To make sure players don’t constantly fail on missions, everyone has the option to retreat back to trenches instead of continuing to play cards. This comes with two consequences: the first one is positive as it allows you to give any player ‘support’, with the player that receives the most support at the end of a mission getting to remove any debuffs they have acquired (or restock their personal player ability). The other is that the number of unplayed cards you have left in your hand is taken from your ‘morale’ deck, and when that deck is exhausted, the war is over and so are you. On the other hand, if you deplete the trials deck and reveal the white dove of peace, everything is all sunshine and rainbows (relatively speaking).

Like Pandemic: Hot Zone - North America, this game works during a lunch break because it’s highly cooperative. The outcome of your character's mission depends on everyone else and vice versa, meaning you’ll really have to think as one to succeed. Put on top of that a game which offers a surprising amount of depth for such a short and small game and you have a classic lunch break game.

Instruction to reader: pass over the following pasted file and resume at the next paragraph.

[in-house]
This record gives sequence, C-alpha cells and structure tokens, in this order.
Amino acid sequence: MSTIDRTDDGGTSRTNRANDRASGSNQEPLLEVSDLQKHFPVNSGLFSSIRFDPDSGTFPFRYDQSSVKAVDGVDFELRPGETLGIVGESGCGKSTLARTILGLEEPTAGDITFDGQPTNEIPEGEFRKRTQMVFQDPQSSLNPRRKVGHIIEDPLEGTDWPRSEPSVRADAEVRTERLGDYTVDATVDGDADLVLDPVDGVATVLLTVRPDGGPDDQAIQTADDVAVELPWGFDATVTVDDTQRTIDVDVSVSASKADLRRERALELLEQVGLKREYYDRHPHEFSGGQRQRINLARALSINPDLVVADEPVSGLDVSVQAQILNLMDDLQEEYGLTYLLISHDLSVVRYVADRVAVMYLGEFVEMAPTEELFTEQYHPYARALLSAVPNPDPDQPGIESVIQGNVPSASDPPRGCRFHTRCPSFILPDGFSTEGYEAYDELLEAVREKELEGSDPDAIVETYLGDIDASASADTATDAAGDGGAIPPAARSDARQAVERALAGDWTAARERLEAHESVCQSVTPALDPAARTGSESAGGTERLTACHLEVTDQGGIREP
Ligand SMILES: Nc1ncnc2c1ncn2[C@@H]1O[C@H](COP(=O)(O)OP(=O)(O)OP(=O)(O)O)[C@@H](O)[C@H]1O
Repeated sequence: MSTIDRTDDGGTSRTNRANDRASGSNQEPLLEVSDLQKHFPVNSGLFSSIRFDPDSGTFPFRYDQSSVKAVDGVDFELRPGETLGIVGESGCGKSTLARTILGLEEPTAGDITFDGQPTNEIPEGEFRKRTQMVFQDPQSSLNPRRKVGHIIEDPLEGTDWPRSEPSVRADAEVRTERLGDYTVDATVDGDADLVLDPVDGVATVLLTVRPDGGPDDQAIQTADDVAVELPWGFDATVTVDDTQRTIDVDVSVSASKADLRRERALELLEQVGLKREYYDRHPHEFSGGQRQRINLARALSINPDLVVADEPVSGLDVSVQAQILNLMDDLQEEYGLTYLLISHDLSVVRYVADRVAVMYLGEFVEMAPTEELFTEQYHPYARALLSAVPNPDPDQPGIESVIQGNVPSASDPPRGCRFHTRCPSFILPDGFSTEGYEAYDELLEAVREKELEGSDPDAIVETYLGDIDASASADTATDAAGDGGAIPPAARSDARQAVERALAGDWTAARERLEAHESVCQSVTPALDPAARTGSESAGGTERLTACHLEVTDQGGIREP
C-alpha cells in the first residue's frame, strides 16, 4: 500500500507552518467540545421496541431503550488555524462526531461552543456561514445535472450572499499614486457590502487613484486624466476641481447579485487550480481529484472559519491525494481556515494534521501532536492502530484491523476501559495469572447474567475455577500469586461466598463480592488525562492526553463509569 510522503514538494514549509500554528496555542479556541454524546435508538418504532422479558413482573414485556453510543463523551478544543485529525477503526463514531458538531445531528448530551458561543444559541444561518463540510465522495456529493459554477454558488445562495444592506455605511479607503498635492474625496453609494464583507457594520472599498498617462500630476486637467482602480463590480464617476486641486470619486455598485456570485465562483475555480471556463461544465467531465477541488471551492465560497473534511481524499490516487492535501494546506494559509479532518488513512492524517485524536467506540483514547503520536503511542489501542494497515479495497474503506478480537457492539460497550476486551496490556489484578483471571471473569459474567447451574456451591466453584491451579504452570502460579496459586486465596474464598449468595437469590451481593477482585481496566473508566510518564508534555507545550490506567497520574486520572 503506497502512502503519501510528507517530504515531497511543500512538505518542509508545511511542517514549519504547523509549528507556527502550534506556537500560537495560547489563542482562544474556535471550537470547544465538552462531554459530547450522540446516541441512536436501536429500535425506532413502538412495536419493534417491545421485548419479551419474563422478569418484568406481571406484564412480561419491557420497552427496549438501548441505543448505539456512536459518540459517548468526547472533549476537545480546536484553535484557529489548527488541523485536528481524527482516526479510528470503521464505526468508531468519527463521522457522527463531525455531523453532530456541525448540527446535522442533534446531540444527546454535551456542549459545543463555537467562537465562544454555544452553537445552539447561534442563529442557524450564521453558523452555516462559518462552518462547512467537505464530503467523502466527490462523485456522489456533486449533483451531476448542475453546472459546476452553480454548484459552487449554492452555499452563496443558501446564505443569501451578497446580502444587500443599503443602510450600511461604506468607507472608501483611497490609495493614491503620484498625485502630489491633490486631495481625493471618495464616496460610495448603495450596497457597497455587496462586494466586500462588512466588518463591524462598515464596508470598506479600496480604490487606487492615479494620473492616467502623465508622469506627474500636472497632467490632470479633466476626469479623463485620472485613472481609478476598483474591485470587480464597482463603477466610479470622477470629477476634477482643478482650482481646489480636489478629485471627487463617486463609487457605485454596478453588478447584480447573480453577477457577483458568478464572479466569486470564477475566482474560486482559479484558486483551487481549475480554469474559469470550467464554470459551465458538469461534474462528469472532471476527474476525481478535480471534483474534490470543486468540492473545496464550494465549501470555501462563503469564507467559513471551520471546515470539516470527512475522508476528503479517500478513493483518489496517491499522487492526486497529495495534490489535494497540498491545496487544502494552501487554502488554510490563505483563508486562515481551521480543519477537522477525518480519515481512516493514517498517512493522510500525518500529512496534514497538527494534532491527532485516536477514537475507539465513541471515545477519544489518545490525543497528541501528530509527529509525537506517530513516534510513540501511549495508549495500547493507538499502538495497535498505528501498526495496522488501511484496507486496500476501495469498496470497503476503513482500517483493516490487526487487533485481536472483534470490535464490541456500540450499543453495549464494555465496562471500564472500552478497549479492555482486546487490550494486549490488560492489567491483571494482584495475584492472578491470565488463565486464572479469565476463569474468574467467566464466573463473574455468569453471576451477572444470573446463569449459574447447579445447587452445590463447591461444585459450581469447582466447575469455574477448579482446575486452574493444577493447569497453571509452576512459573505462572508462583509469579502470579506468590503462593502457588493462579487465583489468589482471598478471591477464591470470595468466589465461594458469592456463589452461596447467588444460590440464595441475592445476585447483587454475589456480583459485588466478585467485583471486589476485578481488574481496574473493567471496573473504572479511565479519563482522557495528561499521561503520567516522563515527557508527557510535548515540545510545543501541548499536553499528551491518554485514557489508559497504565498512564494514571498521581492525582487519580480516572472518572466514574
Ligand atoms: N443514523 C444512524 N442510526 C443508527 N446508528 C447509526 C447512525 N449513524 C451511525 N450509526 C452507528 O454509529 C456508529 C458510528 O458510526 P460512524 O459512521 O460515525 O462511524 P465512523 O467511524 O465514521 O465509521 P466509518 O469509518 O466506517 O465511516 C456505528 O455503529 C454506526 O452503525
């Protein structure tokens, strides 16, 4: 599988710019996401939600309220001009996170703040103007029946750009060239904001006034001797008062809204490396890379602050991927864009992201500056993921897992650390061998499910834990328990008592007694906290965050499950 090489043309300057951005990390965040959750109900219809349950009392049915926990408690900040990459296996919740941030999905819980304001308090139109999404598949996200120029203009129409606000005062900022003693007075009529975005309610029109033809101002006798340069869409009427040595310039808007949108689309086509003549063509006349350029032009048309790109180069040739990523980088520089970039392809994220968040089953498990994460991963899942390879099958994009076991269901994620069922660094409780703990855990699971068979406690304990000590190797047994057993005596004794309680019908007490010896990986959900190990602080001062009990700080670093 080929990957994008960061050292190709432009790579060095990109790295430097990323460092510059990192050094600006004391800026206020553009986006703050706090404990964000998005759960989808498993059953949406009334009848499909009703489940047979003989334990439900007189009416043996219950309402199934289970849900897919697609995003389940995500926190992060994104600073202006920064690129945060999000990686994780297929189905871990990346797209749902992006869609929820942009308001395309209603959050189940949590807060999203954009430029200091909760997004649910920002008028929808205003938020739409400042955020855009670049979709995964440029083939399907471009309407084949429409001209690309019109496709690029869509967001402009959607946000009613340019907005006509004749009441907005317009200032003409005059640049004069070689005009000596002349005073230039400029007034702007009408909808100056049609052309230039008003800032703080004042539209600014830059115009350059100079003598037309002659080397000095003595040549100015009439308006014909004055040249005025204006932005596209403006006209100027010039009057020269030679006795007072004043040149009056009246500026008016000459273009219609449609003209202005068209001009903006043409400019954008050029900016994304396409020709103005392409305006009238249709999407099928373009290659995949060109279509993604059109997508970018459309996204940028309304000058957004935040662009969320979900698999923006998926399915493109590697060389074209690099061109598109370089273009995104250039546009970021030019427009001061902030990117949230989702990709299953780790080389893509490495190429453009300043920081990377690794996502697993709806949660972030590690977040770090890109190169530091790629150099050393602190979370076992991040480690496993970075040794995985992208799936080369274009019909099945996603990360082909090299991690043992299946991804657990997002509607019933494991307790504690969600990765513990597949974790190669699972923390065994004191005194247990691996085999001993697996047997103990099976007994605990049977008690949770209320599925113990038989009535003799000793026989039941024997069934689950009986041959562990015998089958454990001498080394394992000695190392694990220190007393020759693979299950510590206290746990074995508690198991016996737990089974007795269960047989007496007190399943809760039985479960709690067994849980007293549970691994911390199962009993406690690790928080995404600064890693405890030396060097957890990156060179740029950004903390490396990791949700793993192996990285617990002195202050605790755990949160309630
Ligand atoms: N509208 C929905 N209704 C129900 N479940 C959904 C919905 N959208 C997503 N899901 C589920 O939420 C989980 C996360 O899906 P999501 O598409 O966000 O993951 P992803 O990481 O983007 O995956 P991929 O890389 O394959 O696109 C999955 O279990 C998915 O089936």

Libertalia: Winds of Galecrest

This is by far the largest and, indeed, longest game discussed on this list, but it would be remiss of me not to include a game with a bit more complexity in terms of gameplay and components that could still be fit into a lunch break. In Libertalia: Winds of Galecrest, you and your fellow players are competing pirates trying to scour the high skies (you are sky pirates after all) for treasure that will net you the most doubloons. The main draw of this game is the 50 unique crew cards which you play across the three voyages that make up the game length. At the start of each voyage, every player gets the exact same six cards from their deck into their hand and secretly decide on each day of the voyage which one they want to play. Each card has a numbered value and a unique ability, with higher valued cards being able to have first pick of the loot and lower valued cards (for the most part) being able to use their ability first. Card highlights include a Bull Brute who can kill the highest valued card played that round, a Horse Witch who can copy other players cards abilities, and an Owl Thief who can steal treasure tokens from another player's ship.

The raucous pirate atmosphere lies thick on this game, as you and other players use the cards' abilities to roughhouse with one another all in the pursuit of doubloons; after all, is that not what work is all about?